online-learning
Training and Development

Tanzanian 'edupreneur' ShuleDirect aims to help local school kids learn

ShuleDirect is a perfect example of a Tanzanian ‘edupreneur’. Started in June 2013 it is a social enterprise that provides local, relevant, digital study tools for learners across the country. It is also working with teachers to create digitised notes, tutorials and quizzes and multimedia content.

“Our mission is to leverage existing technology to improve access to qualified learning resources for secondary school students and teachers,” Iku Lazaro, the startup’s co-founder and Communications Director tells IDG Connect.

ShuleDirect’s primary content is based on the Tanzania National Curriculum and Syllabus for Secondary Schools. The content is developed to help the students and users not just learn and memorise facts but also understand concepts and their applications in real life

“Our content goes through a vigorous two-stage Quality Assurance review process. Tanzania Institute of Education (under the Ministry of Education of Tanzania) reviews and approves the content for subject matter correctness and curriculum adherence. Once approved, a team of independent language expert consultants who ensure that we publish error free content then reviews the content,” explains Lazaro.

The team currently has 10 full time employees, 12 part time Educational Content Developers (teachers), a Content Quality Assurance Committee that constitutes of four members and two Language Expert Consultants and has also been able to reach over 275,000 users.

The whole concept came about because at the age of 23 Lazaro became a mother for the first time while pursuing her law degree in Britain. “As with all women around the world, I believed in my ability to multitask, to be a law student and a doting mother to my daughter,” says Lazaro.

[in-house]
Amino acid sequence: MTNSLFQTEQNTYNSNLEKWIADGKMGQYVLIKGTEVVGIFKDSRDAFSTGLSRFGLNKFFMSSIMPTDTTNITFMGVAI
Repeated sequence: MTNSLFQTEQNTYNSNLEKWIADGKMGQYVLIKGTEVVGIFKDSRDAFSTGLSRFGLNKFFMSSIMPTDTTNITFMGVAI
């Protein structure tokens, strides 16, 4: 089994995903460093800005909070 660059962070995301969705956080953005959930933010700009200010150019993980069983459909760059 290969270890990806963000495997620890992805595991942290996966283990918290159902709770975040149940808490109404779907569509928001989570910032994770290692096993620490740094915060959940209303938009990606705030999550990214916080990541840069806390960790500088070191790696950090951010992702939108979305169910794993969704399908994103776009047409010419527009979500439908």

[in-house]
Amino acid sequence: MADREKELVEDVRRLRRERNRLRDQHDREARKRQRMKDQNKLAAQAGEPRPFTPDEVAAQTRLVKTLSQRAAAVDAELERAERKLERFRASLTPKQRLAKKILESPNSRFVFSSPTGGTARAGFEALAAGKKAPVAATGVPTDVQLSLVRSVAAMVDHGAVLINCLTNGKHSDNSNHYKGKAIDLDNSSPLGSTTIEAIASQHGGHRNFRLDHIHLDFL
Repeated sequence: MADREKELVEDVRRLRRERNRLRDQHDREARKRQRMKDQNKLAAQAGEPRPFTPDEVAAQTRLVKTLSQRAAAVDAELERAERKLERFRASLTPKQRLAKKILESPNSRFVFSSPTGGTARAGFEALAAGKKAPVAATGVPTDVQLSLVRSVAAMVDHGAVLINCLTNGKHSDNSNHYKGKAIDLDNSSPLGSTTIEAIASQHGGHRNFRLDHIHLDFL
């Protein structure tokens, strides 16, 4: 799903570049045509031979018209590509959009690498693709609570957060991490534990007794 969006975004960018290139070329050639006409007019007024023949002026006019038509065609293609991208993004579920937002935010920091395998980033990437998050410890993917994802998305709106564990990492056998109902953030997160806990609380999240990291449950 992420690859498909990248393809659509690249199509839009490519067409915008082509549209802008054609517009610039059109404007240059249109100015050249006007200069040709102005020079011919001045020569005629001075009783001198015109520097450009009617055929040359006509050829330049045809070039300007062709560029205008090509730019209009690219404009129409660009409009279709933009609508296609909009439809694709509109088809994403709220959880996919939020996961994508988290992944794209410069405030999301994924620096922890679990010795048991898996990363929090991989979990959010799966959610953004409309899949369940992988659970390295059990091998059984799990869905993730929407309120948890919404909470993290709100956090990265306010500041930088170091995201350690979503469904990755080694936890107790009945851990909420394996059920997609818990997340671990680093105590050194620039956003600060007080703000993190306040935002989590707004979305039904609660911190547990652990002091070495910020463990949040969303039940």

Yet motherhood provided so many new demands that she had to work extra hard to manage both studies and parenting.

“I could not be a typical student. I would go to the library, borrow revision books, newsletters and rush back home. Having [earlier] studied in Tanzania and not having learnt anything online, it was almost epiphany when the librarian introduced me to online resources. It actually came out of sympathy after watching me rushing in and out with a bag full of books, returning or borrowing, for a couple of weeks,” she explains.

The internet became and still remains her “paradise”. It meant she could more conveniently manage her assignments, revision, chats with other students online while just attending lectures and seminars.

“Coming back home [to Tanzania], I knew, not only would digital learning resources bridge the learning resources gaps [here] but they would also enable a lot of young people overcome their challenges or circumstances posing barriers to their success.”

To date the startup has built its own API that has enabled students to digitise the current Tanzania Syllabus for Secondary Schools. It also ensures that any learning content deposited on the API can be stored, tagged and meta-tagged according to the Syllabus loaded on the API, thus making any content relevant to the learning needs stipulated by the Tanzanian Syllabus.

“Our cloud based repository stores all the resources, with an advanced data management system and Application Programming Interface [API], which allow mobile applications, the ShuleDirect web portal and our SMS Service to pull the right content for students and deliver it to them through whatever technology they can access,” Lazaro explains.

The company has been funded through a blend of self-funding and grants and has plenty of ideas for development. These include content diversification, professional development resources for teachers and opening up is technology to other developers.

“We invite all interested parties to work with us in providing anywhere, anytime learning opportunities for young learners in the region,” concludes Lazaro.

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Daniel Muraga

Daniel Muraga is an experienced online writer and communications professional based in Kenya.

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